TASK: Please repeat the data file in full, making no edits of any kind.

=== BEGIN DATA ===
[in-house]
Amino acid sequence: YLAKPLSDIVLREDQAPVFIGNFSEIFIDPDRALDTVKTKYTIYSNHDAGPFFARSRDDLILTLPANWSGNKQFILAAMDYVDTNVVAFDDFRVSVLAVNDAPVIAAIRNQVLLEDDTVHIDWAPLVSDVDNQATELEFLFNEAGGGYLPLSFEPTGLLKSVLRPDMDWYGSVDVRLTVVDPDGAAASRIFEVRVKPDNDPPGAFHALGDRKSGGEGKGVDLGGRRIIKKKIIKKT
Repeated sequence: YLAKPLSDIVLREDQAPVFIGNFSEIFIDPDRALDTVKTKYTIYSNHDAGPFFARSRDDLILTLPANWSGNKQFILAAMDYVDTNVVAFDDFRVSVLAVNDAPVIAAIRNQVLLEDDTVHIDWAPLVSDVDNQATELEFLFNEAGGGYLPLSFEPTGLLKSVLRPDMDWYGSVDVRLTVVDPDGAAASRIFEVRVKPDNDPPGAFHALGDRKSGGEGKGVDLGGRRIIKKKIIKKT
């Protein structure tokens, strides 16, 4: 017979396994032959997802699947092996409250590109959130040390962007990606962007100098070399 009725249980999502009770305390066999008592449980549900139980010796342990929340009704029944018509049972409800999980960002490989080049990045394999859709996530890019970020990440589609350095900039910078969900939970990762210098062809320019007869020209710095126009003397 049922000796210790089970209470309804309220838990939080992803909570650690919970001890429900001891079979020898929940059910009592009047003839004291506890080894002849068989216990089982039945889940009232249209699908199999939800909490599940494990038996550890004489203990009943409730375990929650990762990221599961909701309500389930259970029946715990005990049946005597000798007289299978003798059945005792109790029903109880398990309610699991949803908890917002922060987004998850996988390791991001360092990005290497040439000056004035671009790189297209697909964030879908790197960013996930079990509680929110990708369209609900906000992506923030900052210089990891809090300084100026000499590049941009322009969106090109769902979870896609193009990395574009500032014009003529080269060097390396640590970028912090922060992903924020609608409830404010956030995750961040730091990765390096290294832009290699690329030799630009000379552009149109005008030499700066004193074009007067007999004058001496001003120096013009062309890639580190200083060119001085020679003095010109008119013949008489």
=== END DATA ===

[in-house]
Amino acid sequence: YLAKPLSDIVLREDQAPVFIGNFSEIFIDPDRALDTVKTKYTIYSNHDAGPFFARSRDDLILTLPANWSGNKQFILAAMDYVDTNVVAFDDFRVSVLAVNDAPVIAAIRNQVLLEDDTVHIDWAPLVSDVDNQATELEFLFNEAGGGYLPLSFEPTGLLKSVLRPDMDWYGSVDVRLTVVDPDGAAASRIFEVRVKPDNDPPGAFHALGDRKSGGEGKGVDLGGRRIIKKKIIKKT
Repeated sequence: YLAKPLSDIVLREDQAPVFIGNFSEIFIDPDRALDTVKTKYTIYSNHDAGPFFARSRDDLILTLPANWSGNKQFILAAMDYVDTNVVAFDDFRVSVLAVNDAPVIAAIRNQVLLEDDTVHIDWAPLVSDVDNQATELEFLFNEAGGGYLPLSFEPTGLLKSVLRPDMDWYGSVDVRLTVVDPDGAAASRIFEVRVKPDNDPPGAFHALGDRKSGGEGKGVDLGGRRIIKKKIIKKT
């Protein structure tokens, strides 16, 4: 017979396994032959997802699947092996409250590109959130040390962007990606962007100098070399 009725249980999502009770305390066999008592449980549900139980010796342990929340009704029944018509049972409800999980960002490989080049990045394999859709996530890019970020990440589609350095900039910078969900939970990762210098062809320019007869020209710095126009003397 049922000796210790089970209470309804309220838990939080992803909570650690919970001890429900001891079979020898929940059910009592009047003839004291506890080894002849068989216990089982039945889940009232249209699908199999939800909490599940494990038996550890004489203990009943409730375990929650990762990221599961909701309500389930259970029946715990005990049946005597000798007289299978003798059945005792109790029903109880398990309610699991949803908890917002922060987004998850996988390791991001360092990005290497040439000056004035671009790189297209697909964030879908790197960013996930079990509680929110990708369209609900906000992506923030900052210089990891809090300084100026000499590049941009322009969106090109769902979870896609193009990395574009500032014009003529080269060097390396640590970028912090922060992903924020609608409830404010956030995750961040730091990765390096290294832009290699690329030799630009000379552009149109005008030499700066004193074009007067007999004058001496001003120096013009062309890639580190200083060119001085020679003095010109008119013949008489």